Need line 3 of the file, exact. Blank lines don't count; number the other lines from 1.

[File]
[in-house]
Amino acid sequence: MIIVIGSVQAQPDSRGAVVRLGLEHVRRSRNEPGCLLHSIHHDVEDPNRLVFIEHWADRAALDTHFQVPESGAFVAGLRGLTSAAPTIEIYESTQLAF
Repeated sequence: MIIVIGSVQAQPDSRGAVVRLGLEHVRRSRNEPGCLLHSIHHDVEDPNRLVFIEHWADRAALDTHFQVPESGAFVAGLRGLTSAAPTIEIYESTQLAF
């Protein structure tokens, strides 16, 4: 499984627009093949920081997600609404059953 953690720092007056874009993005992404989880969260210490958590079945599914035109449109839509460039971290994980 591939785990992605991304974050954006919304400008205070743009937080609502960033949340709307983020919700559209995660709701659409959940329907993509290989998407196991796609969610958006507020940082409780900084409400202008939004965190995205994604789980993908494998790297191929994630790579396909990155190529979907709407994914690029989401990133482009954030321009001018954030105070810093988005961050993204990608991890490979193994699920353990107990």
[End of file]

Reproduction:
Repeated sequence: MIIVIGSVQAQPDSRGAVVRLGLEHVRRSRNEPGCLLHSIHHDVEDPNRLVFIEHWADRAALDTHFQVPESGAFVAGLRGLTSAAPTIEIYESTQLAF